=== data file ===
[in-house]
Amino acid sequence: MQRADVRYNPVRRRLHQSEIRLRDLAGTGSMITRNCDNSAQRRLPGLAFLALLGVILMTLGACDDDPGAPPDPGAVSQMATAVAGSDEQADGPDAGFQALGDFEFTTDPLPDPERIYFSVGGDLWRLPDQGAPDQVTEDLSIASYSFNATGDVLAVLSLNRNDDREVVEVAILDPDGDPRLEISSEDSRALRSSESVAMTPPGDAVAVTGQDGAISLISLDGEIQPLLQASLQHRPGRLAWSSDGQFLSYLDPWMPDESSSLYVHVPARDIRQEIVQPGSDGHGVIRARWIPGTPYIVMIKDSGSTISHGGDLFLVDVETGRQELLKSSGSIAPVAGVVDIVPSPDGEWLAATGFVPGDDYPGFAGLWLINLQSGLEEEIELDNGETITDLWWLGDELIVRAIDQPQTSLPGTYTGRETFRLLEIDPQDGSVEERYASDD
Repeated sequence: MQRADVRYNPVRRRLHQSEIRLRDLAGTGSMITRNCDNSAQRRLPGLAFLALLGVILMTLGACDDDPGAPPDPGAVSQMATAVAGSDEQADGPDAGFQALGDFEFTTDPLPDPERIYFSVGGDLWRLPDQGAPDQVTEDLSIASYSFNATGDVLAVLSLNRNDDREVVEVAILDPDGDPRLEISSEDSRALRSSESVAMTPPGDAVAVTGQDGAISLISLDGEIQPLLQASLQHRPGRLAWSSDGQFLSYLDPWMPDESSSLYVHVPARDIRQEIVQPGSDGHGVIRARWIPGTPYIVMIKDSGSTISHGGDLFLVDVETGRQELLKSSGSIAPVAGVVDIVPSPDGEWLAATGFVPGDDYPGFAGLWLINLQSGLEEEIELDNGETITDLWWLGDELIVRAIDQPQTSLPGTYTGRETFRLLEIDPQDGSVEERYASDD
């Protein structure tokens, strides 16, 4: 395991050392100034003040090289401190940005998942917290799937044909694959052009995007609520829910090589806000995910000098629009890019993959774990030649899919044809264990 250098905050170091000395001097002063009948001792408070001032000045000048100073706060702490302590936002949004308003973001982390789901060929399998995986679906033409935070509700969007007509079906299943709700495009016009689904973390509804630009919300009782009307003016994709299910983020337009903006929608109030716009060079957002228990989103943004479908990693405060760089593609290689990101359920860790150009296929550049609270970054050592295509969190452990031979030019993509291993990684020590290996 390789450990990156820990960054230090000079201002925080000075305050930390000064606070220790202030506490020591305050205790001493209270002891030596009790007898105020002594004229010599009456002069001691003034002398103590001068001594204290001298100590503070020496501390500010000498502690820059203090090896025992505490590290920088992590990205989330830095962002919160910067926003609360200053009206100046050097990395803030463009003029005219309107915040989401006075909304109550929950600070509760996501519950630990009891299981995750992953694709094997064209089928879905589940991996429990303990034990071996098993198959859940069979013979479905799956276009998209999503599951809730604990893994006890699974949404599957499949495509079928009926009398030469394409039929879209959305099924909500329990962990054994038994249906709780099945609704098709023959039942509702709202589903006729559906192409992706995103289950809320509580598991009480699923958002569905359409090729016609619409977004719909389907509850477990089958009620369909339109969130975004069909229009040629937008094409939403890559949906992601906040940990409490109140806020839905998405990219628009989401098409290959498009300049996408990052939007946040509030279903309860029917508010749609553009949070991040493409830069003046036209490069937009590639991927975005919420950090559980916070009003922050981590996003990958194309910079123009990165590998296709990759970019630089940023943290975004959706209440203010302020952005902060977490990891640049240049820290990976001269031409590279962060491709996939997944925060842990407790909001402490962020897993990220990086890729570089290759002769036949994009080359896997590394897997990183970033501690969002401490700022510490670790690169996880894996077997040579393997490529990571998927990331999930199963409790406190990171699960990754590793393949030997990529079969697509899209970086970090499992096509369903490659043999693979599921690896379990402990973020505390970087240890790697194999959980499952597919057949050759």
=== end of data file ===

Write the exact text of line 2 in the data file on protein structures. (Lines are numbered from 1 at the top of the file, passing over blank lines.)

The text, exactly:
Amino acid sequence: MQRADVRYNPVRRRLHQSEIRLRDLAGTGSMITRNCDNSAQRRLPGLAFLALLGVILMTLGACDDDPGAPPDPGAVSQMATAVAGSDEQADGPDAGFQALGDFEFTTDPLPDPERIYFSVGGDLWRLPDQGAPDQVTEDLSIASYSFNATGDVLAVLSLNRNDDREVVEVAILDPDGDPRLEISSEDSRALRSSESVAMTPPGDAVAVTGQDGAISLISLDGEIQPLLQASLQHRPGRLAWSSDGQFLSYLDPWMPDESSSLYVHVPARDIRQEIVQPGSDGHGVIRARWIPGTPYIVMIKDSGSTISHGGDLFLVDVETGRQELLKSSGSIAPVAGVVDIVPSPDGEWLAATGFVPGDDYPGFAGLWLINLQSGLEEEIELDNGETITDLWWLGDELIVRAIDQPQTSLPGTYTGRETFRLLEIDPQDGSVEERYASDD